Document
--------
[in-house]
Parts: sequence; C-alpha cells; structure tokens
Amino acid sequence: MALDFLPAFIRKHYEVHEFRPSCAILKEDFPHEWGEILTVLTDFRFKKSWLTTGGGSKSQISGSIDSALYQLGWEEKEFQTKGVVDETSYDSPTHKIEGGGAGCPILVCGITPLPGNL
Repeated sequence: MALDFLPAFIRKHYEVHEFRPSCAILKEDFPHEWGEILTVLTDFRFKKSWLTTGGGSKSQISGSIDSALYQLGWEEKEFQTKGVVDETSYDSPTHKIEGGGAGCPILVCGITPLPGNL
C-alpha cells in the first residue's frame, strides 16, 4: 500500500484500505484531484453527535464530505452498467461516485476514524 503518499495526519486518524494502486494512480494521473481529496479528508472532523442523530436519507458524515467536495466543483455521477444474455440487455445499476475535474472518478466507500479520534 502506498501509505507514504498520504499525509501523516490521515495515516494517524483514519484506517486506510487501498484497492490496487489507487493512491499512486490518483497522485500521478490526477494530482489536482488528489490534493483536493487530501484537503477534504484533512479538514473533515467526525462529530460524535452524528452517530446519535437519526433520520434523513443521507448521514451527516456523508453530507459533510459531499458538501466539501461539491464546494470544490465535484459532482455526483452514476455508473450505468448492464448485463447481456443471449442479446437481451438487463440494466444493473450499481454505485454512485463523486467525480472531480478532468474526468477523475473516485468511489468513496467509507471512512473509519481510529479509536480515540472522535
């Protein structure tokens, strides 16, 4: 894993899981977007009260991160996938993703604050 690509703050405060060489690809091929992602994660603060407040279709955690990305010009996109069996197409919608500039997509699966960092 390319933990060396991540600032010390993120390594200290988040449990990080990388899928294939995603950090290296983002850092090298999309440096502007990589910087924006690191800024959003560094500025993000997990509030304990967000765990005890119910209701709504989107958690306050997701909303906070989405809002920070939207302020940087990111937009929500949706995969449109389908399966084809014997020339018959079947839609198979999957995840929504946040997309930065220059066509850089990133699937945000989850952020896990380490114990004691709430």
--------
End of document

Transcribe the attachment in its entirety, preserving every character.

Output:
[in-house]
Parts: sequence; C-alpha cells; structure tokens
Amino acid sequence: MALDFLPAFIRKHYEVHEFRPSCAILKEDFPHEWGEILTVLTDFRFKKSWLTTGGGSKSQISGSIDSALYQLGWEEKEFQTKGVVDETSYDSPTHKIEGGGAGCPILVCGITPLPGNL
Repeated sequence: MALDFLPAFIRKHYEVHEFRPSCAILKEDFPHEWGEILTVLTDFRFKKSWLTTGGGSKSQISGSIDSALYQLGWEEKEFQTKGVVDETSYDSPTHKIEGGGAGCPILVCGITPLPGNL
C-alpha cells in the first residue's frame, strides 16, 4: 500500500484500505484531484453527535464530505452498467461516485476514524 503518499495526519486518524494502486494512480494521473481529496479528508472532523442523530436519507458524515467536495466543483455521477444474455440487455445499476475535474472518478466507500479520534 502506498501509505507514504498520504499525509501523516490521515495515516494517524483514519484506517486506510487501498484497492490496487489507487493512491499512486490518483497522485500521478490526477494530482489536482488528489490534493483536493487530501484537503477534504484533512479538514473533515467526525462529530460524535452524528452517530446519535437519526433520520434523513443521507448521514451527516456523508453530507459533510459531499458538501466539501461539491464546494470544490465535484459532482455526483452514476455508473450505468448492464448485463447481456443471449442479446437481451438487463440494466444493473450499481454505485454512485463523486467525480472531480478532468474526468477523475473516485468511489468513496467509507471512512473509519481510529479509536480515540472522535
């Protein structure tokens, strides 16, 4: 894993899981977007009260991160996938993703604050 690509703050405060060489690809091929992602994660603060407040279709955690990305010009996109069996197409919608500039997509699966960092 390319933990060396991540600032010390993120390594200290988040449990990080990388899928294939995603950090290296983002850092090298999309440096502007990589910087924006690191800024959003560094500025993000997990509030304990967000765990005890119910209701709504989107958690306050997701909303906070989405809002920070939207302020940087990111937009929500949706995969449109389908399966084809014997020339018959079947839609198979999957995840929504946040997309930065220059066509850089990133699937945000989850952020896990380490114990004691709430």